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Woody Allen, Roman Polanski’s New Films Meet Vastly Different Responses—But Similar Protests—In Venice


In 1977, the director Roman Polanski was indicted on six criminal charges related to drugging and raping a 13-year-old. He pleaded guilty to unlawful intercourse with a minor and fled the US in 1978 before he could be sentenced. He has been making films in Europe ever since. The essential facts of this case are not disputed.

In 1992, the director Woody Allen was accused of molesting his adopted daughter, Dylan Farrow, then seven years old. Two investigations concluded that there was no merit to the allegations and authorities declined to press charges. A bitterly difficult and complicated war of words has been waged ever since, by multiple people connected and unconnected with the case. Allen has long denied wrongdoing, and as far as the law is concerned, he is innocent. From the perspective of Farrow’s supporters, it’s a disgrace that he’s still thriving.

Both directors have just premiered films at the 80th Venice Film Festival, and the inclusion of both Polanski’s The Palace and Allen’s Coup de Chance has been protested in Venice, with signs glued to the Lido reading, “Island of Rapists,” “Polanski Wanted,” and “Coupe de Chance: La justice ne fait pas son travail [Coup de Chance: Justice does not do its job].” One banner asked, “Will the Golden Lion go to a rapist?”

The answer to this last question, at least, is a resounding no. Polanski’s The Palace was so disastrous that it would appear to rule out any possibility of honors, and regardless, both Polanski’s and Allen’s films were shown out of competition. Notionally a comedy, The Palace is set in a luxury hotel on the eve of the new millennium, and plays as if someone had unearthed a dreadful script written around the same time. They don’t make ’em like this anymore, and thank goodness.

The Palace is the kind of film in which a dog voiding its bowels after being fed caviar is supposed to be richly comic. At one point, the same pampered pooch finds a vibrator in Fanny Ardant’s character’s luggage and drops it on her bed in front of a sexy plumber—again, this is meant to play as the height of hilarity. Mickey Rourke shows up as a Donald Trump–meets–Hulk Hogan asshole called Mr. Crush, whose wig flies off when he opens some Champagne. John Cleese appears as a Texas billionaire with a much younger wife, leading to further would-be LOLs when she is unable to decouple from him after sex. There are various Russian models, Russian gangsters, and older women with highly visible cosmetic surgery along for the ride too. A penguin wanders about aimlessly. This probably all makes it sound more interesting than it is.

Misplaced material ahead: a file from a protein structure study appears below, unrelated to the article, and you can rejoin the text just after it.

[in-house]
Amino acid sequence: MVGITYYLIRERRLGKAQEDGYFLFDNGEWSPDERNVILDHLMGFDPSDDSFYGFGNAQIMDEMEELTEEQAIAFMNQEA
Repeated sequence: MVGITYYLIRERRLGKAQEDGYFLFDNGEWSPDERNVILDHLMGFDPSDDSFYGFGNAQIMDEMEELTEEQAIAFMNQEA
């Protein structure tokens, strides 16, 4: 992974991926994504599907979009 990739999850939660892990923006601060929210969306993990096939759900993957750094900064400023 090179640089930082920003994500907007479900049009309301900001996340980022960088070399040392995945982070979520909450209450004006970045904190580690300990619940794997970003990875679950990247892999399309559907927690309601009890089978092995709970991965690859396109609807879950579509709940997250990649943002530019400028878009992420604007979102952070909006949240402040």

The reviews have been uncompromising. The Times declared it “an eye-scorching atrocity.” Variety despaired, “Nothing in the movie is funny,” while The Telegraph noted that “the humour certainly feels at least 23 years past its sell-by date, though less in the sense of ‘you can’t tell these jokes anymore’ than ‘why would you want to?’”

The Palace feels like someone saw The White Lotus and decided to remake it in the vein of a dated sex comedy. The old chestnut about whether it is possible to separate the art from the artist doesn’t apply here, because, well…what art? Where? Before the film was actually unveiled, critics fretted that if Polanski had made a masterpiece, they would be faced with a moral dilemma: whether, or how, to write about the work of a child rapist, without becoming part of an insidious and tacit laundering of the man’s reputation.

As it turns out, by programming Polanski’s utterly unwatchable attempt at comedy, the Venice Film Festival has been instrumental in allowing Polanski to thoroughly cancel himself on artistic as well as moral grounds.

Could this have been the Biennale bosses’ game plan all along? Having seen the film, you’re left clutching these kinds of straws when seeking a rationale for the decision to program it. It all feels like a joke, and a much better joke than anything in The Palace.



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